Stockton California has been facing tough financial decisions for some time. As city officials inch closer to a Chapter 9 municipal bankruptcy filing, their efforts are being put on hold as the result of a new law. Now forced into a mandated mediation period, the city is working towards a plan that will consider alternatives before the filing can proceed.
Not So Fast
A new California law, Assembly Bill 506, requires that cities attempt to work out their financial troubles before filing for bankruptcy. According to AB506, cities cannot file for Chapter 9 until they have entered a 60-day mediation period with creditors. After the mediation period, the city must receive approval from the mediator in order to be allowed to proceed with the bankruptcy filing.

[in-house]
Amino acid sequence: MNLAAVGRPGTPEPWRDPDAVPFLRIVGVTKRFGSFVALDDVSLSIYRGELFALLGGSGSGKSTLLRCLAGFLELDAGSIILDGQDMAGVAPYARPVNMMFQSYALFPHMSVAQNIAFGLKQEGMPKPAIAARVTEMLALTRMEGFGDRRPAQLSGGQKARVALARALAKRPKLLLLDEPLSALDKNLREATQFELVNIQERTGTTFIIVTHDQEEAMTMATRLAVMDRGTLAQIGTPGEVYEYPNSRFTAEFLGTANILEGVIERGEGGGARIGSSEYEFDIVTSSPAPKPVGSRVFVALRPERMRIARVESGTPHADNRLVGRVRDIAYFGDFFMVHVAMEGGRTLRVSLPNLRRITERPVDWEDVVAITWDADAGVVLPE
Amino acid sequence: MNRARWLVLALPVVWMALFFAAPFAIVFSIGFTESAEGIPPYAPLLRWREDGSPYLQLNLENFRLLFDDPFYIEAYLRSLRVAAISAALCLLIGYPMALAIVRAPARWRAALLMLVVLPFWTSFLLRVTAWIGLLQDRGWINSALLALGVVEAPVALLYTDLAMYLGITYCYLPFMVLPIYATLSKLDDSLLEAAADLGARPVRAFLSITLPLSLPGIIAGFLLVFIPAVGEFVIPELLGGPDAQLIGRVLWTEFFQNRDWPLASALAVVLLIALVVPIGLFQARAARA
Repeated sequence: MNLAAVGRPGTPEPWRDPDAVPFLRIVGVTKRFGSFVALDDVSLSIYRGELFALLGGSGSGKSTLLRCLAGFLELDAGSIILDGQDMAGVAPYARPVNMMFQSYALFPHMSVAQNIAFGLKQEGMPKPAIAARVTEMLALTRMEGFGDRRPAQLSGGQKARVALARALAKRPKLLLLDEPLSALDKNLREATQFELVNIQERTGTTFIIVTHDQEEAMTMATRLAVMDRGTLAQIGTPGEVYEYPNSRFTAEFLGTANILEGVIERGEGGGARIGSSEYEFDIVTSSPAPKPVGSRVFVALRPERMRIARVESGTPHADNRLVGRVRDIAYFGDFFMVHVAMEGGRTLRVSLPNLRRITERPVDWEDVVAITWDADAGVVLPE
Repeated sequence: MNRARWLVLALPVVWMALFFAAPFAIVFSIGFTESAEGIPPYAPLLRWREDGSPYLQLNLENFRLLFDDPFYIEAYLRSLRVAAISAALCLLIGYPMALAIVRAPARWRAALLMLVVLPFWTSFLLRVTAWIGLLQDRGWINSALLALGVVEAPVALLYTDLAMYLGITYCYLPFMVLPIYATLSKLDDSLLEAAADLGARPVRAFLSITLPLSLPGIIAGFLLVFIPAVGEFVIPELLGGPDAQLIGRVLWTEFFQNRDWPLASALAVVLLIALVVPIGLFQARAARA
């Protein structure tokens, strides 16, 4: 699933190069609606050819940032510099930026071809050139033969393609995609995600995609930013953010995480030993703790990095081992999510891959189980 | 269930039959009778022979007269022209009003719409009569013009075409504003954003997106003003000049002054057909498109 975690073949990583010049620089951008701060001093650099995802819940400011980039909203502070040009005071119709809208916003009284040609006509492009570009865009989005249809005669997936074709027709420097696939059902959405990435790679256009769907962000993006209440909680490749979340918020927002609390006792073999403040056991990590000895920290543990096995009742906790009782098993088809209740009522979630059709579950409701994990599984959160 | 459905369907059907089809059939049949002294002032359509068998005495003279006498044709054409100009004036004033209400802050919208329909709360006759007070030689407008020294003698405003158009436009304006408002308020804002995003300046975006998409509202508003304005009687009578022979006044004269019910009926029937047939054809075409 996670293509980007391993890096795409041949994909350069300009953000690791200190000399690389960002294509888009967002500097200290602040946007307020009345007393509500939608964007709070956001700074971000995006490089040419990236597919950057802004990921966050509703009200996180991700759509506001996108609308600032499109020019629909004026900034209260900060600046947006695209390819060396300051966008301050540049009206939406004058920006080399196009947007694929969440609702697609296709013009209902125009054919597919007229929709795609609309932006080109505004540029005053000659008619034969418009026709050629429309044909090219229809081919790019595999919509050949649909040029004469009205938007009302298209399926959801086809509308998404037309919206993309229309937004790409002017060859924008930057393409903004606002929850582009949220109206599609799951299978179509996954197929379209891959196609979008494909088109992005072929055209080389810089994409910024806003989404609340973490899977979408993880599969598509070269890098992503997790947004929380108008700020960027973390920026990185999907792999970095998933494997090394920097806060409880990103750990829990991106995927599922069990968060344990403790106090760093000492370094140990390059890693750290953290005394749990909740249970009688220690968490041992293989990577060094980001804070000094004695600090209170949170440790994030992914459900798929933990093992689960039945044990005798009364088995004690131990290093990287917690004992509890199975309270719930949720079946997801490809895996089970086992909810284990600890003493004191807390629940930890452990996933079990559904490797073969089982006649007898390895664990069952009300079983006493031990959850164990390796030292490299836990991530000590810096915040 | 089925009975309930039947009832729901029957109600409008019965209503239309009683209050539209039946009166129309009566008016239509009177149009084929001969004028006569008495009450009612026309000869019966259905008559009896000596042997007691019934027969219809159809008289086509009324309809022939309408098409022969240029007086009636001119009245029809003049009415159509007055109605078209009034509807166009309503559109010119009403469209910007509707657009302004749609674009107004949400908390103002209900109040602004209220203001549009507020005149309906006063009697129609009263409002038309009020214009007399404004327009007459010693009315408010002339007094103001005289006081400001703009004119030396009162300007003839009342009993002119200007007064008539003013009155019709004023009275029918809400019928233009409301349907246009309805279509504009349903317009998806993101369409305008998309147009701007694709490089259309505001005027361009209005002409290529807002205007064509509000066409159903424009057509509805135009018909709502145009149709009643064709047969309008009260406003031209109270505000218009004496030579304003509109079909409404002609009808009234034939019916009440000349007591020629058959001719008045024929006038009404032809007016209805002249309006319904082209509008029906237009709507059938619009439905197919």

Now that Stockton is in the mediation process, city leaders met last week to discuss possible bankruptcy alternatives that could reorganize debts and clean up their finances. The obvious items topping the list are reducing the city’s budget and expenses by negotiating with creditors and cutting some city services. With debts exceeding $700 million, the state is looking to renegotiation its largest debt source of $417 million, a city retiree health care obligation. However, this obligation stands as part of union benefits, which would only be eligible for revision or cuts if a bankruptcy judge approves.